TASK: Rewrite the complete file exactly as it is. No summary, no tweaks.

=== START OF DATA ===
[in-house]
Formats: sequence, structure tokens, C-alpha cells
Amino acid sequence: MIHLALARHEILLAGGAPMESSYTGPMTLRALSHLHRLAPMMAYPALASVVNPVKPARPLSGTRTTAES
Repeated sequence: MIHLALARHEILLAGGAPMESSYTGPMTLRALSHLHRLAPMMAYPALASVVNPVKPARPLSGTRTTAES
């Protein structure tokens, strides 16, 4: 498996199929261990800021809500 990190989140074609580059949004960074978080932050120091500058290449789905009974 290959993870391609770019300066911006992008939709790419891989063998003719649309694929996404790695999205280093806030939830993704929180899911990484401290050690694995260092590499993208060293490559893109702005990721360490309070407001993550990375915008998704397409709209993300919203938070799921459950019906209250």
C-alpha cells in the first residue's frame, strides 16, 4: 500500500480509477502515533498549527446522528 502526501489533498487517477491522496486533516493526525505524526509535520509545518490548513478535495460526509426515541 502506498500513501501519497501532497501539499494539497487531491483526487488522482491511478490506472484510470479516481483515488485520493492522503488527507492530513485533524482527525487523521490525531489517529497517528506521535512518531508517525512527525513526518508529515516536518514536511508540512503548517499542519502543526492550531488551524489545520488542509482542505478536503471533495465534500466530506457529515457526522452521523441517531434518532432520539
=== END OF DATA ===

[in-house]
Formats: sequence, structure tokens, C-alpha cells
Amino acid sequence: MIHLALARHEILLAGGAPMESSYTGPMTLRALSHLHRLAPMMAYPALASVVNPVKPARPLSGTRTTAES
Repeated sequence: MIHLALARHEILLAGGAPMESSYTGPMTLRALSHLHRLAPMMAYPALASVVNPVKPARPLSGTRTTAES
């Protein structure tokens, strides 16, 4: 498996199929261990800021809500 990190989140074609580059949004960074978080932050120091500058290449789905009974 290959993870391609770019300066911006992008939709790419891989063998003719649309694929996404790695999205280093806030939830993704929180899911990484401290050690694995260092590499993208060293490559893109702005990721360490309070407001993550990375915008998704397409709209993300919203938070799921459950019906209250």
C-alpha cells in the first residue's frame, strides 16, 4: 500500500480509477502515533498549527446522528 502526501489533498487517477491522496486533516493526525505524526509535520509545518490548513478535495460526509426515541 502506498500513501501519497501532497501539499494539497487531491483526487488522482491511478490506472484510470479516481483515488485520493492522503488527507492530513485533524482527525487523521490525531489517529497517528506521535512518531508517525512527525513526518508529515516536518514536511508540512503548517499542519502543526492550531488551524489545520488542509482542505478536503471533495465534500466530506457529515457526522452521523441517531434518532432520539